• David D.G.

    In addition to the points others have mentioned, one reason why you might have an all-Korean or all-Chinese or all-Lithuanian congregation is so that the services and Bible studies and such can be conducted in their respective (first) language, rather than in English.

    Despite America being touted as a “melting pot,” there are many thousands of people who fail to “melt” and assimilate into the dominant culture here — sometimes out of individual difficulty (some people just have enormous difficulty learning the language, especially if they come from a country with a language not even remotely related to English, such as Korean), and sometimes out of defiance (e.g., Hispanic immigrants, legal and otherwise, who maintain their own culture and language within this one, sometimes for multiple generations). And some, of course, may just be relative newcomers and are not yet proficient enough in the language yet to follow the subtly nuanced and topic-specific vocabulary of sermons and Bible studies.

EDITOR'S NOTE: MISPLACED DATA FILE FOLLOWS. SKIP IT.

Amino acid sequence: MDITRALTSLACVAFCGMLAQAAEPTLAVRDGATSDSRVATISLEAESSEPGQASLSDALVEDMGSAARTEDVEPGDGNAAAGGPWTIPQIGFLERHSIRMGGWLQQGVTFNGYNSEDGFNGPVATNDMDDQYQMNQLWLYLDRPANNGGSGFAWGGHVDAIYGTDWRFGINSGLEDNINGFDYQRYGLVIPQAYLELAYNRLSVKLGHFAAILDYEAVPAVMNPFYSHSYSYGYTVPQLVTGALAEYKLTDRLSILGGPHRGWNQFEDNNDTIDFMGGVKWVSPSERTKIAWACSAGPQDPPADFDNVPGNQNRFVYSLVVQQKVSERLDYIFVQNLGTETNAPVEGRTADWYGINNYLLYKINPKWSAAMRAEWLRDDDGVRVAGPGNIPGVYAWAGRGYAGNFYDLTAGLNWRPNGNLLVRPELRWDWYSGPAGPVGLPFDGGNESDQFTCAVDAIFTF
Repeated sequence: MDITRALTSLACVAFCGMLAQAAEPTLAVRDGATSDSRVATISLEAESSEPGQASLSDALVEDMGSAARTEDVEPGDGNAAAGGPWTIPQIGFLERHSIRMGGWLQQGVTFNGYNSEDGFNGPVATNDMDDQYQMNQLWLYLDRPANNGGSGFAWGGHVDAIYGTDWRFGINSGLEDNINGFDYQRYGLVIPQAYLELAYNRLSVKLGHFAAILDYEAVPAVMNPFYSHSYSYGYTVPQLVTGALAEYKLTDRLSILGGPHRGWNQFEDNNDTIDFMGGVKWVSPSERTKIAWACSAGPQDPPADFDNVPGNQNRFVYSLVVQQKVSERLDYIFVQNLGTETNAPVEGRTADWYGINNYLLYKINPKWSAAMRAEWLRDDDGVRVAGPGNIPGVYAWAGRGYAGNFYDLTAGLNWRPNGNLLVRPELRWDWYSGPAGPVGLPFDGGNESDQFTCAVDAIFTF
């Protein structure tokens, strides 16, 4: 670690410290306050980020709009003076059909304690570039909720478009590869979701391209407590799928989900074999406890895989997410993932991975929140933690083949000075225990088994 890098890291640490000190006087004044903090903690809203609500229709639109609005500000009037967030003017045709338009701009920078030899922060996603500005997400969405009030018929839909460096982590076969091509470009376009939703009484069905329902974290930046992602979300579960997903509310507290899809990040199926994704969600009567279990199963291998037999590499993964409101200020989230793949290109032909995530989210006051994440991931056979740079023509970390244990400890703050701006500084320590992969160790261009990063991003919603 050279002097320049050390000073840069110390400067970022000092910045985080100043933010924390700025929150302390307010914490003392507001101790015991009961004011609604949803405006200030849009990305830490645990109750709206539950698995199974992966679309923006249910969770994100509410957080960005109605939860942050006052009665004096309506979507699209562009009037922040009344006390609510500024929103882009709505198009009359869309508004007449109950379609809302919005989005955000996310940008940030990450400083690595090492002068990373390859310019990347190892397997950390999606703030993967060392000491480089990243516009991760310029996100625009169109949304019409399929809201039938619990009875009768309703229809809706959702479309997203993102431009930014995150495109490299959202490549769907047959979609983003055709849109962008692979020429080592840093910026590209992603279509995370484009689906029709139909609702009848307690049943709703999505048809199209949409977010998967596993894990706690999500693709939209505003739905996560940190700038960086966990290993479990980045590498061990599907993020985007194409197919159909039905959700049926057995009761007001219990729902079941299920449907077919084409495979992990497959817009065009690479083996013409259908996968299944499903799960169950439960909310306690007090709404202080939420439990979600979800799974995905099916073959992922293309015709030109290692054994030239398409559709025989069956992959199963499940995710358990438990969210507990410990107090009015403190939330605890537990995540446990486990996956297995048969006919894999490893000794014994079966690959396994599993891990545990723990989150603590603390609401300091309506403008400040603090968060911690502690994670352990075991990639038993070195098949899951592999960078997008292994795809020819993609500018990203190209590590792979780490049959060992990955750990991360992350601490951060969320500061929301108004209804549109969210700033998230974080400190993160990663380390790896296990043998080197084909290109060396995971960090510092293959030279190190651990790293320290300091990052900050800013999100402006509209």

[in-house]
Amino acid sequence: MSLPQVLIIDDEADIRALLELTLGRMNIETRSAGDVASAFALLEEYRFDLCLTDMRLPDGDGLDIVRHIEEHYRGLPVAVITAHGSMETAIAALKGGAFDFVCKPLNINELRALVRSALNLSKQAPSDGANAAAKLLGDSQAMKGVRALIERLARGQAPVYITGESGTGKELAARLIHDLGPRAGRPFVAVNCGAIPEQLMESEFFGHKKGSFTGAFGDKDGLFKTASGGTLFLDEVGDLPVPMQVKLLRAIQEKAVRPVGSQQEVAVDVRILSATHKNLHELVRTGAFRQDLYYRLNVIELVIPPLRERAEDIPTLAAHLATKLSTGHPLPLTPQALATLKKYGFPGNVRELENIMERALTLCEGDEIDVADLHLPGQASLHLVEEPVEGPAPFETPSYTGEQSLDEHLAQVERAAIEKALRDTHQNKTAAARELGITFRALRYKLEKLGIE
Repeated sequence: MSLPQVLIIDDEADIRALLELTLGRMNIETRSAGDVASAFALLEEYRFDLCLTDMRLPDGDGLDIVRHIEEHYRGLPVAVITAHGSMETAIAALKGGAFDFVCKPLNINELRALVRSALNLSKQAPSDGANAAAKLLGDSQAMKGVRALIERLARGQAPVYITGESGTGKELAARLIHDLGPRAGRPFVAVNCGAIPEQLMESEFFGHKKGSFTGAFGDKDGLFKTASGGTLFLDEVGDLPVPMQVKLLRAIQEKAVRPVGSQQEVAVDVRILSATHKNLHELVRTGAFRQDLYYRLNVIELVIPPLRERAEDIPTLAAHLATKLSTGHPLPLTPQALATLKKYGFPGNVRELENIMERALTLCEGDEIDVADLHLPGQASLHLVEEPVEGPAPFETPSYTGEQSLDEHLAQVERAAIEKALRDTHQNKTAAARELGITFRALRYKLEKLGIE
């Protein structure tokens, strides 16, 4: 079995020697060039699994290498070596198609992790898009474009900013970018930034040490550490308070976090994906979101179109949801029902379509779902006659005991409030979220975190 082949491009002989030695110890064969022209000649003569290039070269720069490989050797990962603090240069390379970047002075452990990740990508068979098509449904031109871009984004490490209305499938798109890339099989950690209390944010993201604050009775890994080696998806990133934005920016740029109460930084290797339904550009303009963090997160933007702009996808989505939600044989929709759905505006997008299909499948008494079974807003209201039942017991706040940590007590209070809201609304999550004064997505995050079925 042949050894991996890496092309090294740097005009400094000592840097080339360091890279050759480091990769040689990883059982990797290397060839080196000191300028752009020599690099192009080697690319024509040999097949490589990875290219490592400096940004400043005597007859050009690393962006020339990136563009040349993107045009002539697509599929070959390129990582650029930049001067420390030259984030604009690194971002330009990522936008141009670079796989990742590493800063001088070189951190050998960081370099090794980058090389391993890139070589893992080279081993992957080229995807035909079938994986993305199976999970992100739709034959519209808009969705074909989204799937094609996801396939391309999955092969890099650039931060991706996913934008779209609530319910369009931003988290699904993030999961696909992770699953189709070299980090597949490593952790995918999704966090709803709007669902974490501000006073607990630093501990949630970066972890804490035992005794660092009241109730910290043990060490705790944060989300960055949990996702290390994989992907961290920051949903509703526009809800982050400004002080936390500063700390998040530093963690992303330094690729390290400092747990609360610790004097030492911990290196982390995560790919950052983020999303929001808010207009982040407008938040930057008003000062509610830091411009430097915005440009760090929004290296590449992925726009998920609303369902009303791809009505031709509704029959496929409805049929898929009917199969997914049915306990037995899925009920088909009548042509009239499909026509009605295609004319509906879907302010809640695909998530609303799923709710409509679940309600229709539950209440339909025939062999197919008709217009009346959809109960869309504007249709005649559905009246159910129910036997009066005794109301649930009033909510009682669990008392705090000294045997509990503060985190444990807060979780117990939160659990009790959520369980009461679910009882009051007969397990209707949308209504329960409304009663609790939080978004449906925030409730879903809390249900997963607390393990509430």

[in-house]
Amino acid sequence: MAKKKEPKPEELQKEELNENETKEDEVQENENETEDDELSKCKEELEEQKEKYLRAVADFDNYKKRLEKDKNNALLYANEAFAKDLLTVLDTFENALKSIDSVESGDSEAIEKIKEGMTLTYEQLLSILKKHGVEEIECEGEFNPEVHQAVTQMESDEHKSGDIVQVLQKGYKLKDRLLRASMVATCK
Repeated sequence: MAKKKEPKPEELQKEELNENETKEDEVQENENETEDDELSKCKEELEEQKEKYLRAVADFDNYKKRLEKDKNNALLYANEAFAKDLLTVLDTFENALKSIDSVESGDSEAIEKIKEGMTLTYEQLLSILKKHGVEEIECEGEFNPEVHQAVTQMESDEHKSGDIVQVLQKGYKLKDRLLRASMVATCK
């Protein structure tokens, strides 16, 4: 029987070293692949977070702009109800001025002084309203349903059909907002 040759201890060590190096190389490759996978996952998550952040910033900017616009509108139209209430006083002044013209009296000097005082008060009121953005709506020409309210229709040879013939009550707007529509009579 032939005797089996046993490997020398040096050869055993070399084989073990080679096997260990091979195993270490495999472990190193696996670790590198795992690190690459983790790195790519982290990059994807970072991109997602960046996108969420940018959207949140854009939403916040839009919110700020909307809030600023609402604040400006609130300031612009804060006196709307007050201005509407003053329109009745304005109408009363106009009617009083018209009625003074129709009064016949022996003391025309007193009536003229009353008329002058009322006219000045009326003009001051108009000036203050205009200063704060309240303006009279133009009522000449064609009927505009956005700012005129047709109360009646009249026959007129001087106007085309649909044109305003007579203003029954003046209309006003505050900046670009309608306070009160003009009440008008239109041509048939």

~David D.G.

  • I have a lot of friends who are in a Chinese Christian Fellowship. They are college age, speak fluent English; many were born here or moved to the West when they were young. Culturally, they are not much different than a white person born here, i.e. they are completely Westernized. Yet, they isolate themselves ethnically. They even go to churches that are nominally Chinese.

    So I’m not sure about the cultural explanations. In other aspects of their social lives, my Chinese friends interact perfectly well with people of other races. Why would it be any different when it comes to religion?

  • I was gonna say, and then Dave D. G. said it, that most of the time the Asian and Latino separate worship services and classes are more about a language barrier than anything else. Truth is, the fact these exist in the same building – English-speaking Whites, Latino, Asian – is a sign of openness and acceptance in that particular congregation. It’s not segregation at all.